No, it never even came close to starting out like that, never even dreamed such scenes. Unlike rock and roll, the classic kind that was produced in our 1950s growing up time and which we have had a life-long devotion to or folk music which I came of age, political and social age to later in the early 1960s, jazz was a late, a very late acquisition to my understanding of the American songbook. Oh sure I would hear a phrase, a few bing, bang, bong  notes blowing out the window, out the door, sitting in some bar over drinks with some hot date, maybe hear it as backdrop in some Harvard Square bookstore when I went looking for books (and, once somebody hipped me to the scene, looking for bright young women who also were in the bookstore looking for books, and bright young men but that scene is best left for another time), or at some party when the host tired of playing old-time folk music and decided to kick out the jams and let the jazz boys wreak their havoc. But jazz was, and to a great extent still is, a side bar of my musical tastes.          


About a decade ago, a little more, I got seriously into jazz for a while. The reason: the centennial of the birth of Duke Ellington being celebrated when I was listening to some radio show which was commemorating that fact and I heard a few faint bars which required me to both turn up the volume and to listen to the rest of the one hour tribute. The show played a lot of Duke’s stuff from the early 1940s when he had Ben Webster, Harry Carney, and Johnny Hodges on board. The stuff blew me away and as is my wont when I get my enthusiasms up, when something blows me away, I grabbed everything by the Duke and his various groupings and marveled at how very good his work was, how his tonal poems reached deep, deep down and caught something in me that responded in kind. Especially when those sexy saxs, when Johnny or Cootie blew me away when they let it all hang out.


Funny though I thought at the time that I hadn’t picked up on this sound before, this reaching for the soul, for the essence of the matter, before since there are very definitely elements of the blues in Brother Duke’s work. And I have been nothing but a stone blown blues freak since the early 1960s when I first heard Howlin’ Wolf hold forth practically eating that harmonica of his on Little Red Rooster and Smokestack Lightnin’. Moreover I had always been a Billie Holiday fan although I never drew the connection to the jazz in the background since it usually was muted to let her rip with that throaty sultry voice, the voice that chased the blues, my blues, away.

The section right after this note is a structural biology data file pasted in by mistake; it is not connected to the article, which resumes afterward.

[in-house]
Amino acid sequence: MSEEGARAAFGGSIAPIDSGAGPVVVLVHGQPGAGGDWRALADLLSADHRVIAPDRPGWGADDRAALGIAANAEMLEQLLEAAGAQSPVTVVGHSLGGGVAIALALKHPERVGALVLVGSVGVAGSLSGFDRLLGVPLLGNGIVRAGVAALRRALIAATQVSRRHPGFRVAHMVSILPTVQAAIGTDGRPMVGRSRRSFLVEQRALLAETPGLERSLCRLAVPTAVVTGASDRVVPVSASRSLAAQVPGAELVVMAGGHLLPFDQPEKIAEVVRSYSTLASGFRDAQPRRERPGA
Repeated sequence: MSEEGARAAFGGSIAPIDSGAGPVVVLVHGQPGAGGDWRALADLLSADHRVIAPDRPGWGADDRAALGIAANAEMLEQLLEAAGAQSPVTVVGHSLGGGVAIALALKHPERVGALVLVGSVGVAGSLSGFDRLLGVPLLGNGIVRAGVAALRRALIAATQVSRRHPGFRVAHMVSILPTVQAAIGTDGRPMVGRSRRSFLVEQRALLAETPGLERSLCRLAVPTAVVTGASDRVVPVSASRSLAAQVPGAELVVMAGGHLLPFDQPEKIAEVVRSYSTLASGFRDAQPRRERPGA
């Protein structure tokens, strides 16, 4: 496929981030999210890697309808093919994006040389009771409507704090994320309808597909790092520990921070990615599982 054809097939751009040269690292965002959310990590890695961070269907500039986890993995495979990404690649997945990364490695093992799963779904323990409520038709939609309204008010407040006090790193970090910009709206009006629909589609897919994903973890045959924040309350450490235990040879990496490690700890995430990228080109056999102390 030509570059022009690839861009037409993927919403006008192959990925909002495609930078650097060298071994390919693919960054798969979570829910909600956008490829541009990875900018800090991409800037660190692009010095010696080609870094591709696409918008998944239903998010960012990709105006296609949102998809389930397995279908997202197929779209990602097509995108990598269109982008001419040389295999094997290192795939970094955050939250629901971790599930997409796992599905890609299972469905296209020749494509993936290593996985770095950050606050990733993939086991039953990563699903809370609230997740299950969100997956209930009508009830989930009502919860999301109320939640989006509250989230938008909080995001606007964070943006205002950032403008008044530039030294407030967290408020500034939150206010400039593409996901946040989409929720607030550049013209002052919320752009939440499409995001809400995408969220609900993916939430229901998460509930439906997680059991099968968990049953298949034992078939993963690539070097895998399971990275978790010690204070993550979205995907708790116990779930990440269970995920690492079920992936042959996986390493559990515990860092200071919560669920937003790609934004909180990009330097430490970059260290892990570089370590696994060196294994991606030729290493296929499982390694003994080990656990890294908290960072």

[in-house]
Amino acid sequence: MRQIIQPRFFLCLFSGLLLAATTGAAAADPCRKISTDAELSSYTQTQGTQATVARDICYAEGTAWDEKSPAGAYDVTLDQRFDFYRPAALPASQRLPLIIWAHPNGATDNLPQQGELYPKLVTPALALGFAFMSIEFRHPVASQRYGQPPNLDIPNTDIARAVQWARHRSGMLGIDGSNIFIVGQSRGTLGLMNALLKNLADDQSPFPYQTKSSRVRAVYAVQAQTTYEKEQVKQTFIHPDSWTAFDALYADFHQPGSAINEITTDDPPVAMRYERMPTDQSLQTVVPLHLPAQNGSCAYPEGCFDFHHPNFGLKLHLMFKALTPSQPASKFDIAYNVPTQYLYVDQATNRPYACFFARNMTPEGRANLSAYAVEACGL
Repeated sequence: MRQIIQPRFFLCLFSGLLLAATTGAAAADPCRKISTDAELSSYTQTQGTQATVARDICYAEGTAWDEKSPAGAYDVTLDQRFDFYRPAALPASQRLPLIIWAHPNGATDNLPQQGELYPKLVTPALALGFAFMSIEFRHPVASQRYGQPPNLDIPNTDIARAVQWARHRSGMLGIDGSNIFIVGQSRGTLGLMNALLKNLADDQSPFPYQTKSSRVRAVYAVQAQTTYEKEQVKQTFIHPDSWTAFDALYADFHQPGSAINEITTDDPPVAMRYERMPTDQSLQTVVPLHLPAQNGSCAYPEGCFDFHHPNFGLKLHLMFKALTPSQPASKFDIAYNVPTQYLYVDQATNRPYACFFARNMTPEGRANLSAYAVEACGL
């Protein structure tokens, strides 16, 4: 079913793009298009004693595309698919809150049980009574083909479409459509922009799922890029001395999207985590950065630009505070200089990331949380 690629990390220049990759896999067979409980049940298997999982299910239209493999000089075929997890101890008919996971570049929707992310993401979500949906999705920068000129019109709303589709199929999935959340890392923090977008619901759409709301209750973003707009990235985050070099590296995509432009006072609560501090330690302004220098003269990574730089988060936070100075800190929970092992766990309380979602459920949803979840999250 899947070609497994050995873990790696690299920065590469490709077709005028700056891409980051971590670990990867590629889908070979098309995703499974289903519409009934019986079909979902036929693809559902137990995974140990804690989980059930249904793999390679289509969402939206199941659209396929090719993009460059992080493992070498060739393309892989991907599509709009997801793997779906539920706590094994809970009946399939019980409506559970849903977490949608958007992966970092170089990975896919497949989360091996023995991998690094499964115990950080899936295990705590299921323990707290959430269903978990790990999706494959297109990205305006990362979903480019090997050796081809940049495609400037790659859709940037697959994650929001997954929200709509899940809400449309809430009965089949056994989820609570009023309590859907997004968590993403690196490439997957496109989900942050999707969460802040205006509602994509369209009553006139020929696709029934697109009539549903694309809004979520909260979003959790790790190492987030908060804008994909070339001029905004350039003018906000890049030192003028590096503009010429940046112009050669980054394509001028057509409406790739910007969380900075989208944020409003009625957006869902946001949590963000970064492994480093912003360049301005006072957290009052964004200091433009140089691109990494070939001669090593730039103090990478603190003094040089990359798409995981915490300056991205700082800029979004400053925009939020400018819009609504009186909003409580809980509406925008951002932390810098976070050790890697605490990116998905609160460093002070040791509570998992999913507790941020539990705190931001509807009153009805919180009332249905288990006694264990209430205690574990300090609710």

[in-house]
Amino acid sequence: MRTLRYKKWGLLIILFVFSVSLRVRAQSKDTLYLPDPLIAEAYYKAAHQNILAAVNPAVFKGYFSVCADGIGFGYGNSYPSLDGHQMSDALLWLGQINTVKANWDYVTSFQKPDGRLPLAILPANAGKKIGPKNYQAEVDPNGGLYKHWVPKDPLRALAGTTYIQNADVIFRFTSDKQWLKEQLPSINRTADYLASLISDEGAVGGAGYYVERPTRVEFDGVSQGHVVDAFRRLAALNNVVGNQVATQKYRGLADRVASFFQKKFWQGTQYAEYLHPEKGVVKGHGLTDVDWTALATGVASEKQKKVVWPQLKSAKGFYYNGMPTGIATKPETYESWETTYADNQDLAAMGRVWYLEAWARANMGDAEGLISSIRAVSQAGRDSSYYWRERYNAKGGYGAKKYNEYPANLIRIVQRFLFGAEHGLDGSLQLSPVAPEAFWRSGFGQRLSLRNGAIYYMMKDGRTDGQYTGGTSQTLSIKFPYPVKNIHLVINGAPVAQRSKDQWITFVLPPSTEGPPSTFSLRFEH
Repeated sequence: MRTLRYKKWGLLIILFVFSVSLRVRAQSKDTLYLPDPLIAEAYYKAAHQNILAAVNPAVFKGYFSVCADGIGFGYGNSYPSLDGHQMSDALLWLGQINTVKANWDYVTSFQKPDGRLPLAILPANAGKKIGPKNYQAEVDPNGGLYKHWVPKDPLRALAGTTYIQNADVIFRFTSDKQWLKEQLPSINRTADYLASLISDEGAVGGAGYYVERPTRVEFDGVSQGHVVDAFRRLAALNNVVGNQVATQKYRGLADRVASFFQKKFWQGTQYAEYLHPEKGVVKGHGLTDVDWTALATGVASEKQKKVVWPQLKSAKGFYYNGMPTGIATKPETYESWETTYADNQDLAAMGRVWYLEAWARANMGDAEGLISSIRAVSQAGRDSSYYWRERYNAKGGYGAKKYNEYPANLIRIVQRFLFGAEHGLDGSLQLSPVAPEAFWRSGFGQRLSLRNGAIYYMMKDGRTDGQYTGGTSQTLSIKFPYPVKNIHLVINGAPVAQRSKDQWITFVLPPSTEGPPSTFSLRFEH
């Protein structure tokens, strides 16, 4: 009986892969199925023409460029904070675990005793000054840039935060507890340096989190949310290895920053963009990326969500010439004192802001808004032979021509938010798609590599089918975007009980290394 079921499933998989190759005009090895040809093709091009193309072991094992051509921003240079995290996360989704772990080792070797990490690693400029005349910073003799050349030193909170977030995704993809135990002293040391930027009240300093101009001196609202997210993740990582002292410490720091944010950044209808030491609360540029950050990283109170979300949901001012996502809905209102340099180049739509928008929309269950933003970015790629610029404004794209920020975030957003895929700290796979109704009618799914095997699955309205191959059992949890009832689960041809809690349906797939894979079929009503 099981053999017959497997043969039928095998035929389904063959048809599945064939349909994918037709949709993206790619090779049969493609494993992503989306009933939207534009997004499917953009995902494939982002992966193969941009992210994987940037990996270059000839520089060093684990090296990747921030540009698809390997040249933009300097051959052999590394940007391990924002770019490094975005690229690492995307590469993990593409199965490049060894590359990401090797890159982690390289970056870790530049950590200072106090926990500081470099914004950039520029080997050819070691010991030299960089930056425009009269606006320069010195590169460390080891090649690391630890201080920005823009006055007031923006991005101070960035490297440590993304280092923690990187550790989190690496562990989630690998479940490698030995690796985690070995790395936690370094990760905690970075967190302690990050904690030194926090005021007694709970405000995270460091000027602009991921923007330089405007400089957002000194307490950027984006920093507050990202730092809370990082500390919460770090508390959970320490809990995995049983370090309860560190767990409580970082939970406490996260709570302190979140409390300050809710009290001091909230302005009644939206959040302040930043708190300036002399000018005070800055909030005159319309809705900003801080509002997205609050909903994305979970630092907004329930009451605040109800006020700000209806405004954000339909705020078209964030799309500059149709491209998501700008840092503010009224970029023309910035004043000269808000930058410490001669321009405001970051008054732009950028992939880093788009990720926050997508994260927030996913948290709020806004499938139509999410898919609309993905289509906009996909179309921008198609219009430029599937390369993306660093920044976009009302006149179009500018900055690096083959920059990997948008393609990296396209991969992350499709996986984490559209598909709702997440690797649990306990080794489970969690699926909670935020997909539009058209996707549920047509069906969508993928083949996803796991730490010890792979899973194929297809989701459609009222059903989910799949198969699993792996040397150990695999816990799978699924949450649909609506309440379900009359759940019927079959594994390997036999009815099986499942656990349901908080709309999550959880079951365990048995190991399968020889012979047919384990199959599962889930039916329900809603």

So, yes, count me among the guys who are searching for the guys who are searching for the great big cloud puff high white note, guys who have been searching for a long time as the notes waft out into the deep blue sea night.  Out into the surly Japan deep blue seas foaming out the bay the one time I was sitting in fog-bound Frisco town, sitting around a North Beach bar, the High Hat maybe, when on Monday nights that was the place where young talent took to the boards and played, played for the “basket” just like the folkies used to do, and probably get as few dollars from the mostly regular heavy drinker crowd that populate any gin mill on Monday. Most of the stuff early on was so-so some riffs stolen from more famous guys nothing that would keep a steady drinker, me, from steady drinking in those days when I lifted low-shelf whiskeys with abandon. Then this young guy, young black guy, barely out of his teens if that, hell, he could have been sixteen for all I know and snuck out of the house to play, to play to reach the stars if that is what he wanted, slim a reed, maybe a little from hunger at hunger, with the just forming yellow eyes of high king hell dope-dom blew a sax as big as he was, certainly fatter, blew the hell out of one note after another, then paused, paused to suck up the universe of air in the place, and went over to Jordan for a minute, rested, came back with a big blow that would get at least to Hawaii, rested again, maybe just a little uncertain where to go like kids always are, blew up a big cloud puff riff alternating with pauses hard to do, went at it again this time to the corner of paradise. Stopped, I thought he was done, he looked to hell like he was done, done in eyes almost closed, and then onward, a big beautiful dah, dee, dah, dee, dah, dee, blow, a “max daddy” blow then even this old chattering wino in a booth stopped to wonder at, and that big high white note went ripping down Bay Street, I swear I could see it, on into the bay and on its way, not stopping until Edo.  He had it, that it means only it and if he never blew again he had that it moment. So yeah count me too among Duke’s boys, down at Duke’s place where he eternally searched for that elusive high white note. See I didn’t take too long, right.